In the late afternoon, Jeremy took a bus back to the movie theater. His friends were already waiting for him. Max looked exhausted from pedaling and Brandon talked to two cheerleaders in the back of his Camaro.
“Has anyone knocked on the front door?” Jeremy asked.
“We’re waiting for you bro,” Brandon said.
“Let’s go inside and I’ll introduce you to Bernie.” The group walked through the golden double doors into the lobby. Bernie was nearly finished sweeping dust leftover from the sarcophagus.
“Hello Jeremy, I see you brought some of your friends,” he smiled.
“Everyone, this is Bernie. He’s the owner of The Pharaoh for at least one more day. We’re here to help you get your place ready for this evening.” Everyone exchanged introductions.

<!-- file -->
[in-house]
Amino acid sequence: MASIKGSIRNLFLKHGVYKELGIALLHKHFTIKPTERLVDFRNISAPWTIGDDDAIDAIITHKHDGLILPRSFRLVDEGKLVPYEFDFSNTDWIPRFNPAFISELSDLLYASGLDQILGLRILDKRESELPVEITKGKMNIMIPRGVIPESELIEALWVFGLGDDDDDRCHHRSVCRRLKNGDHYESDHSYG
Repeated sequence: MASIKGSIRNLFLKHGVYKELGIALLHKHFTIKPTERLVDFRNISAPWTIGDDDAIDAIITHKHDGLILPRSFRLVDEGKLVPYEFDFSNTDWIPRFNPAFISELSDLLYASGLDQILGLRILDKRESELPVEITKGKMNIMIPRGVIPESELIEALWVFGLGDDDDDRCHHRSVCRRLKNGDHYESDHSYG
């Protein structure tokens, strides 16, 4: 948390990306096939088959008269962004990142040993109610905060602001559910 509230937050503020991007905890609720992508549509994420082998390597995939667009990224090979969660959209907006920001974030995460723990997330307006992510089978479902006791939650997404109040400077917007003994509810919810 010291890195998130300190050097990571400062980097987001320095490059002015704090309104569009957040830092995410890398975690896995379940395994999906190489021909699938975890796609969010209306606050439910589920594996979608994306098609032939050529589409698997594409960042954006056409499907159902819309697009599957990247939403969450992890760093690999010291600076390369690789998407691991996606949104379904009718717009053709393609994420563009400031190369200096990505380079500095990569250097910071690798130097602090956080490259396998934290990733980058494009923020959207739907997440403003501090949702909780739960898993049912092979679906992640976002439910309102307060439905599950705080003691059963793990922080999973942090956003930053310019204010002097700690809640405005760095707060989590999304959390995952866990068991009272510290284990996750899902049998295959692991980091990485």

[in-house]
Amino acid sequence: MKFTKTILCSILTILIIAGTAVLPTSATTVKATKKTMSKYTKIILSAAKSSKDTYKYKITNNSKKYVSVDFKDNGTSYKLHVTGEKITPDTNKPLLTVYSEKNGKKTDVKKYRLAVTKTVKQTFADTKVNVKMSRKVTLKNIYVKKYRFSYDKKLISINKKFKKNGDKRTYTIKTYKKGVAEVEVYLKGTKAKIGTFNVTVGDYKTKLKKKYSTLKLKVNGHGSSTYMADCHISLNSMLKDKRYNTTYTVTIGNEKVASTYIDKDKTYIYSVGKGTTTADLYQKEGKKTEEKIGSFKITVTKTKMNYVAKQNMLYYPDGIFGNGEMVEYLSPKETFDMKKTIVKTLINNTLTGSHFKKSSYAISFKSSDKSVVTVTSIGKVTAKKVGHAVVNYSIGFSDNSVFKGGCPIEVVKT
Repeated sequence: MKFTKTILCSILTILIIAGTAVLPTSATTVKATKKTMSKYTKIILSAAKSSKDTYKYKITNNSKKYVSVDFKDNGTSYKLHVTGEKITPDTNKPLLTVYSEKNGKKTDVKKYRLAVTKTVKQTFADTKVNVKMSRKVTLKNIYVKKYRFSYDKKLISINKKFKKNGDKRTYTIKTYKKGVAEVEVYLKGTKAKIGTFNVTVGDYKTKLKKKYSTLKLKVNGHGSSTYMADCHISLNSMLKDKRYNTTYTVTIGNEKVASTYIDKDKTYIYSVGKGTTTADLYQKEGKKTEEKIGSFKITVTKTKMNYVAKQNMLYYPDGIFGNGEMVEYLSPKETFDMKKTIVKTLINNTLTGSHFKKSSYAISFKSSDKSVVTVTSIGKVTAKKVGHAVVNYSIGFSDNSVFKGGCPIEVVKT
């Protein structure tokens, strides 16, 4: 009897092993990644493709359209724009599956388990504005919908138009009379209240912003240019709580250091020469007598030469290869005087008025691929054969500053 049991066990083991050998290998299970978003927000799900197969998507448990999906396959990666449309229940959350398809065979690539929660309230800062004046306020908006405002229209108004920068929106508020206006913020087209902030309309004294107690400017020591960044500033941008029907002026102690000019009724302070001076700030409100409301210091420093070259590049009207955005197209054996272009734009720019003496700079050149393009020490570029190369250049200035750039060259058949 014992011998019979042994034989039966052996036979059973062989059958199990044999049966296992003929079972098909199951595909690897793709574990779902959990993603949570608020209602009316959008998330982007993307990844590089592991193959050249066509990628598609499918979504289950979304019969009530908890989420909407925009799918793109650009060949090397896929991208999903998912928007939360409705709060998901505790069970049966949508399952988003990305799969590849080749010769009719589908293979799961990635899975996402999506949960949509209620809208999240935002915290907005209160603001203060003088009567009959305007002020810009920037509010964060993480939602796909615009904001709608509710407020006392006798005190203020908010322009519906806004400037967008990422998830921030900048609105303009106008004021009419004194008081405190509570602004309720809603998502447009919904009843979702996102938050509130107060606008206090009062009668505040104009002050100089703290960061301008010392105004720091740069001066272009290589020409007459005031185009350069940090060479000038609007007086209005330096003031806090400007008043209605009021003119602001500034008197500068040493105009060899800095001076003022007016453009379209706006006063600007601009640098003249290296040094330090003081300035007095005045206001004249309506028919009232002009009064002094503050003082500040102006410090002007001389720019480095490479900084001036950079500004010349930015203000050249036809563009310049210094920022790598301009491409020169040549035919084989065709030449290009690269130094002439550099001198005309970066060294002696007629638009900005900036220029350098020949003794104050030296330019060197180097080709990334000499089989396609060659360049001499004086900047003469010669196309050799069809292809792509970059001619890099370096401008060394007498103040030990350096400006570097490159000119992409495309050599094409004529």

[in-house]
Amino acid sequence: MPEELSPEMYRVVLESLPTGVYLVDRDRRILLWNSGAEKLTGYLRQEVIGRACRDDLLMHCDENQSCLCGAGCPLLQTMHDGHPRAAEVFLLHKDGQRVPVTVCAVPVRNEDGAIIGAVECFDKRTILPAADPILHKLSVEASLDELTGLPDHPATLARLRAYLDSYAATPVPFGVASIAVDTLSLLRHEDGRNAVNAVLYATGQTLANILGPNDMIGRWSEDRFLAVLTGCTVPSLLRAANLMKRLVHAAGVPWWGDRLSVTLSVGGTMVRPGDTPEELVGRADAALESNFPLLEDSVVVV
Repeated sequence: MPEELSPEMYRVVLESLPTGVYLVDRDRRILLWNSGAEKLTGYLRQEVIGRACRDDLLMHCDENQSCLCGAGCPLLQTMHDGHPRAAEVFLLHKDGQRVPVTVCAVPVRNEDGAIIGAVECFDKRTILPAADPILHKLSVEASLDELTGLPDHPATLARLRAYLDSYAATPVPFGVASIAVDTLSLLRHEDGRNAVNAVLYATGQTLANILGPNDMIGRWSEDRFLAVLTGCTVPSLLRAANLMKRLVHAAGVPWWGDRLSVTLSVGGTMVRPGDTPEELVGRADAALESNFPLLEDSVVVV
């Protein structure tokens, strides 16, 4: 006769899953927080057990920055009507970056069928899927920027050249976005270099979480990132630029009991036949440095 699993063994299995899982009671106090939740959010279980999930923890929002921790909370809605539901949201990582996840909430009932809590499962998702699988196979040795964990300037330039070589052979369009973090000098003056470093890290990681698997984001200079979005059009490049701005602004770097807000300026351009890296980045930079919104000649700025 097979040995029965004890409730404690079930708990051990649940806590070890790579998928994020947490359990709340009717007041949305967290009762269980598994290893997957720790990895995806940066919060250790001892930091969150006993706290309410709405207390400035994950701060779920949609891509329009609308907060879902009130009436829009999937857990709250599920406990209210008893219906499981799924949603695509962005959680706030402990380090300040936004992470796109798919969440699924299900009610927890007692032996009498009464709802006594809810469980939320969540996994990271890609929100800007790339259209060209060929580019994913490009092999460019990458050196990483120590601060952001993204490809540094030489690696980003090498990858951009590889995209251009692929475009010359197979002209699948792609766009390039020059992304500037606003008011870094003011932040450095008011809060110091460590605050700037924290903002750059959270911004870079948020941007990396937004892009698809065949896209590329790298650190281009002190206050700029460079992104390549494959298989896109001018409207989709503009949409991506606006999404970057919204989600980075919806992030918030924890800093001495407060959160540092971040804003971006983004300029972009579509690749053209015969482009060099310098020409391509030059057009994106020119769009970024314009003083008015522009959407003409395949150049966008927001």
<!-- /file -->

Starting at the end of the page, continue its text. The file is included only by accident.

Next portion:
“Well, I need someone to greet patrons and handout tickets in the lobby. Maximilian, would you be in charge of public relations and donations? We have a multitier movie room that hasn’t been cleaned in twenty years. I’ll put you ladies in charge of cleaning the first floor.” Bernie pointed at the cheerleaders, reading their names off their jumpsuits. “Mindy and Stephanie, did you hear me?”
They were texting. “We’re sorry mister, but all we do is decorating.”
“Yeah, we have a flare for dazzle, but we can’t pick up trash. It’s like, so gross.”
Bernie raised his eyebrows.
“I’ll pick-up trash on the first floor,” volunteered Jeremy. “Brandon will take the second and we’ll have this place ready to go.”